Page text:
Even for Mrs. May, who has made a habit of pushing decisions to the wire, Monday night’s mission came at the 11th hour. It ended a day of political confusion, swirling speculation and high-wire negotiation with her European counterparts.

But there was no immediate reason to think that the concessions on offer from the European Union would be enough to prevent another defeat of Mrs. May’s deal in Parliament on Tuesday — one that could threaten her control over the process, or even her job.

On Monday, after a telephone call with Jean-Claude Juncker, president of the European Commission, Mrs. May set up a meeting with him in Strasbourg, where the European Parliament is holding a plenary session.

Tuesday’s vote is seen as a pivotal moment in the endless withdrawal saga, known as Brexit, coming less than three weeks before the deadline for Britain to leave the European Union.

If there is no agreement by March 29, Britain will depart the bloc without any deal. That could mean a brutal economic adjustment, as the terms of trade would change overnight, disrupting the flow of goods to and from the continent.
TheresaMay  brexit  economics  EuropeanUnion  politics  UnitedKingdom  from instapaper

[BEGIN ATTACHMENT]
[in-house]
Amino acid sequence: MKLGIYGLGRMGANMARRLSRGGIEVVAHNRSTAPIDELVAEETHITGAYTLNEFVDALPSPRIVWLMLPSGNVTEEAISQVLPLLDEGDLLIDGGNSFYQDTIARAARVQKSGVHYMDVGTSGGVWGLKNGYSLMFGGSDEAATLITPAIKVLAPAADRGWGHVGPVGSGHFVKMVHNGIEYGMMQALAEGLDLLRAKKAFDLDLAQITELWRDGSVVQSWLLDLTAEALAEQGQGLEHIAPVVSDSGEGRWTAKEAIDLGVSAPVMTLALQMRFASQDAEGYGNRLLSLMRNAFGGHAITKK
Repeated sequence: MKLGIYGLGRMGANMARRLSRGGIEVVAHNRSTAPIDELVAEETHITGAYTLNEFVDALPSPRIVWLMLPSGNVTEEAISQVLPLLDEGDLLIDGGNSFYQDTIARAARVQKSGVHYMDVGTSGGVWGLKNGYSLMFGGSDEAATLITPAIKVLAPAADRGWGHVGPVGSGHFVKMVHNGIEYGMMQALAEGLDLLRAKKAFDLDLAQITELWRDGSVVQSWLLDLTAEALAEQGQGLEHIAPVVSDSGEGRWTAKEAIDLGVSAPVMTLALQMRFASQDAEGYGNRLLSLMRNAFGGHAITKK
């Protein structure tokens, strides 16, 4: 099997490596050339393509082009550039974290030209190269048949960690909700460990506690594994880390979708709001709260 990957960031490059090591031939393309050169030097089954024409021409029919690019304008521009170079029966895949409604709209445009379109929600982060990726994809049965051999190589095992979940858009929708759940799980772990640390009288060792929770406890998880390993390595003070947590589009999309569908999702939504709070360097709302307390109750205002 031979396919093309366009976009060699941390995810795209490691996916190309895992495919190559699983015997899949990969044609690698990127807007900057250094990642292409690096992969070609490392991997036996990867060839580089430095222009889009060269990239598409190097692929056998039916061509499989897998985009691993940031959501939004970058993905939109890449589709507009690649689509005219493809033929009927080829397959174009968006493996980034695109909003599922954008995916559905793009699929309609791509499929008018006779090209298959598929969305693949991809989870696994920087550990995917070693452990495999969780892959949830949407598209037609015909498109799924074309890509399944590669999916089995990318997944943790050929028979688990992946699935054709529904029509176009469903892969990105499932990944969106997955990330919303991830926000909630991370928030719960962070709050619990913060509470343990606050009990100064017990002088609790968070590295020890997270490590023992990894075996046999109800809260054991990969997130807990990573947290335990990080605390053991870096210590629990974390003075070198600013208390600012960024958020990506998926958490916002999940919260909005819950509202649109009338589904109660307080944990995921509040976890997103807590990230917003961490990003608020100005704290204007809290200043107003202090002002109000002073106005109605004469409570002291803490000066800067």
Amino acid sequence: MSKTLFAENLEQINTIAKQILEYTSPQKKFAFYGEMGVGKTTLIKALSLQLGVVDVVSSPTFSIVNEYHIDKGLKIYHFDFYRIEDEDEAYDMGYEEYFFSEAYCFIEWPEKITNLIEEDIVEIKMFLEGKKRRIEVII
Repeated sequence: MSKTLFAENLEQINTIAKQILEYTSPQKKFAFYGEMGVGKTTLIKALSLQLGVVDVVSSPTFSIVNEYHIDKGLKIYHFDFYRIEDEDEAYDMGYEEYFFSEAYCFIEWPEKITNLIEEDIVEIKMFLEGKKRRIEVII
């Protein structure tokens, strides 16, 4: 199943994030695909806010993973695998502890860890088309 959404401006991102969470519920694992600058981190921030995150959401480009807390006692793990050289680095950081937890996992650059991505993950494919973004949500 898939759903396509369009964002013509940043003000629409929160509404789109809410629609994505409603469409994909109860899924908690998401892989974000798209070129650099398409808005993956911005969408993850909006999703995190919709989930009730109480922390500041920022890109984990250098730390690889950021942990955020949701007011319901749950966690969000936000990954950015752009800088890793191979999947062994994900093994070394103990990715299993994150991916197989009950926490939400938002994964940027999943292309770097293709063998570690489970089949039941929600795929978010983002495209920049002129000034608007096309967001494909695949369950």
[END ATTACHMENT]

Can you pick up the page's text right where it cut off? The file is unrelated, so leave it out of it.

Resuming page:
14 days ago by jtyost2
France Gets a Taste of Post-Brexit Mayhem
For Adam Kirkwood, a weekend getaway in Paris that included museum visits and strolls along the Seine had gone pretty smoothly.

Until it was time to go back to London.

On Monday, he got a flavor of France’s protest culture combined with a taste of Brexit when his Eurostar train was delayed for two hours at Gare du Nord. The wait was caused by a French customs officers’ protest against what they see as France’s lack of preparation ahead of Britain’s exit from the European Union.

“I am not sure that we, in Britain, are as worried as the French customs officers about Brexit,” Mr. Kirkwood, 68, said. “Maybe we should stop drinking tea and start thinking about what comes next.”

As Britain prepares for another crucial vote on Tuesday about the withdrawal, customs workers on the other side of the Channel have been showing what might happen. Without extra funding and staffing ahead of the March 29 deadline, they say, the ports, train stations and tunnel linking Britain and France will face serious mayhem.

The slowdown by the customs officers has gone on for a week, with dozens of trucks backed up for miles outside the Channel tunnel’s entrance in northern France and near the French ports of Calais and Dunkirk. And hundreds of passengers like Mr. Kirkwood have been stranded in Paris, waiting to board delayed or canceled Eurostar trains.

The French government says it is ready for Brexit. It has announced that 700 additional customs officers will be hired by 2020, with about 260 of them stationed in northern France and starting before March 29. In addition, 10 agents will be added to the 120 already at the Gare du Nord.
brexit  government  EuropeanUnion  france  politics  union  protest  immigration  transportation  from instapaper
14 days ago by jtyost2
US ends diplomatic protocol tiff with EU - BBC News
The United States has ended a spat with the European Union over diplomatic protocol that came amid heightened tensions over trans-Atlantic trade.